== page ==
WHEREAS, in April 2019, the City Council adopted an ordinance requiring the registration and inspection short-term rental units within the City; and

WHEREAS, since enacting the ordinance, City staff has studied the registration statistics and the density of short-term rentals; and

WHEREAS, after extensive study of the proliferation and effects of short-term rental uses, the City Council has determined that if current trends were allowed to continue, short-term rental uses could undermine the character and stability of neighborhoods in certain districts by, among other things:

1. Decreasing the number of long-term residents; 2. Decreasing enrollment in local schools;

3. Decreasing the availability of long-term housing stock, thereby driving up prices and making long- term residency less affordable;

4. Creating significant numbers of vacant homes in the winter months; and

5. Increasing levels of noise, traffic, and on-street parking during the summer tourist season.

WHEREAS, in a series of recent cases, Michigan courts have recognized that transitory and commercial uses are in tension with the traditional use of single-family dwellings; and

WHEREAS, the City Council has determined that it is in the best interest of the City to amend the zoning ordinance to curb the proliferation of short-term rental uses in certain zoning districts characterized by single-family residential neighborhoods, and to otherwise mitigate potential adverse effects of new short- term rentals.

Prior to the votes (and a closed session to discuss two lawsuits with counsel), the City Council heard from a parade of 18 citizens during the public comment period. All but one spoke in favor of lifting the moratorium or were critical of the city’s handling of the short-term rental issue.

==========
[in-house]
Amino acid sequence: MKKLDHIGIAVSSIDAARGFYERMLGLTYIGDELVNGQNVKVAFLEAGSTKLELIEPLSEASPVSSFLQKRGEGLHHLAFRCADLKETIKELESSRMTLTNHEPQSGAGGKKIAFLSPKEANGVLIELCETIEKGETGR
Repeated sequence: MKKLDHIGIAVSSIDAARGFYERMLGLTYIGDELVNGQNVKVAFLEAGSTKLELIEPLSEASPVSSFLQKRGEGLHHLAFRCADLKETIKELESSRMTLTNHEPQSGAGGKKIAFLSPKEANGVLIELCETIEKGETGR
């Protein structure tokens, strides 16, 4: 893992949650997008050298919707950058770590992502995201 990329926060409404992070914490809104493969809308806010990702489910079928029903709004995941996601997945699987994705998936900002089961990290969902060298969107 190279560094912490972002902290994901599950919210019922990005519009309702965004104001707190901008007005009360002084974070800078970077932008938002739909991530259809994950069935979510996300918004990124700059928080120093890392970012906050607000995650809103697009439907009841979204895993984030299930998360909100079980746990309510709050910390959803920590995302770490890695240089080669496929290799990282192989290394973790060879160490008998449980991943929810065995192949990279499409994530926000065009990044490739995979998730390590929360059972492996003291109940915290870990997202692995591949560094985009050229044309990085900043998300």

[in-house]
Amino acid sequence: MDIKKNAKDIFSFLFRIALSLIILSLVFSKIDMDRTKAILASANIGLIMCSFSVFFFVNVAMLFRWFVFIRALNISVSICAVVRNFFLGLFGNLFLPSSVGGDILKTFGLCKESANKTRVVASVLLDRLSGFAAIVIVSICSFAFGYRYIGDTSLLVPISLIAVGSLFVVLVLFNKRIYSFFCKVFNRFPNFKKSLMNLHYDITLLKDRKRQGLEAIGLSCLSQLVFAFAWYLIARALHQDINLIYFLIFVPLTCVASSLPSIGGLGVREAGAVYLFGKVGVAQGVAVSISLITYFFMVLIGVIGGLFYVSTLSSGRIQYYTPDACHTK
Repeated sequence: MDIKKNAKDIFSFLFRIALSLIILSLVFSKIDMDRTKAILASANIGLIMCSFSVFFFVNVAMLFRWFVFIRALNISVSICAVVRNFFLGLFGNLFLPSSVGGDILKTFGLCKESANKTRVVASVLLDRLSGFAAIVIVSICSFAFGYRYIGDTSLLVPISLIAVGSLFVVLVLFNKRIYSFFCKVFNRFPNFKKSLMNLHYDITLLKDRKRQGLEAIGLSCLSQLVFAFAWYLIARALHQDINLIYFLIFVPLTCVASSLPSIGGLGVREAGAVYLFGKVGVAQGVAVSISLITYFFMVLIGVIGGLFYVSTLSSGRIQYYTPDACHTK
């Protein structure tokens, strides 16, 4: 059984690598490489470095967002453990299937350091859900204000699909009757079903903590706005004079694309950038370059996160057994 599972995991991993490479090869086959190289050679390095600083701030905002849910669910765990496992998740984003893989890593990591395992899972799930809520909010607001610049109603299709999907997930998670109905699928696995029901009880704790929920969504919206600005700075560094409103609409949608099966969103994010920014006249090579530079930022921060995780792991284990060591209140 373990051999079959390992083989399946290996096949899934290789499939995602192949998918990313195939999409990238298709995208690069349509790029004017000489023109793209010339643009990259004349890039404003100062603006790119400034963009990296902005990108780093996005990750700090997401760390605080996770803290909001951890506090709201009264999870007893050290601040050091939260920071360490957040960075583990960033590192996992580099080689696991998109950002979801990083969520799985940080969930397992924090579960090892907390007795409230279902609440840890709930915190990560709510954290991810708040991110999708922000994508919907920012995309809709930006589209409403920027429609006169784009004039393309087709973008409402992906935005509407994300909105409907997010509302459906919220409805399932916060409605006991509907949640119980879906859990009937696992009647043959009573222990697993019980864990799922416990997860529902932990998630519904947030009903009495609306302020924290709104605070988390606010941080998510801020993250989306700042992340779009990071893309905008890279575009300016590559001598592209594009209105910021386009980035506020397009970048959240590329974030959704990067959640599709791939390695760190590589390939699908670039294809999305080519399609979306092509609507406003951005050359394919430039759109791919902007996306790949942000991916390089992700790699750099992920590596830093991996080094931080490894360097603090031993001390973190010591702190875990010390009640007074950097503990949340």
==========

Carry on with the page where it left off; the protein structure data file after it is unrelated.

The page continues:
These included:

• Diane Gajos, who said “here we are at the 11th hour, Aug. 31st, and you elect to throw another wrench into our lives.”

• Heather Gradowski called the extension “overreach masquerading as giving the council time to let the Planning Commission review zoning.” She noted that planners had recommended in July to lift the moratorium in the R-2 and R-3 districts.

• Jason Milovich told the council that many people he has talked to are really wanting to rent their homes and following the rules. He also asked for one information on “how bad everything is” according to data that has been collected but not released.

“This town was founded by second homeowners. Our lifeblood has always been tourism,” said Bart Goldberg, adding that these tourists “want to stay in our beautiful homes.” He later said it’s time to stop the bleeding by letting the moratorium expire.

• Ron Watson voiced support for the City Council’s attempts find a balanced approach to the short-term rental issue. “I think you’re doing the right thing.”

At the conclusion of the special meeting, Mayor John Humphrey said the city has to manage its tourism or face anarchy. Humphrey said he’s not against short-term rentals, but the city must work to create the best possible outcome for everyone including long-term residents.

In another Aug. 31 matter, the City Council OK’d an application from the New Buffalo Business Association to hold the Harvest and Wine Festival on North Whittaker Street in downtown New Buffalo Oct. 9 (pending the situation with the COVID pandemic).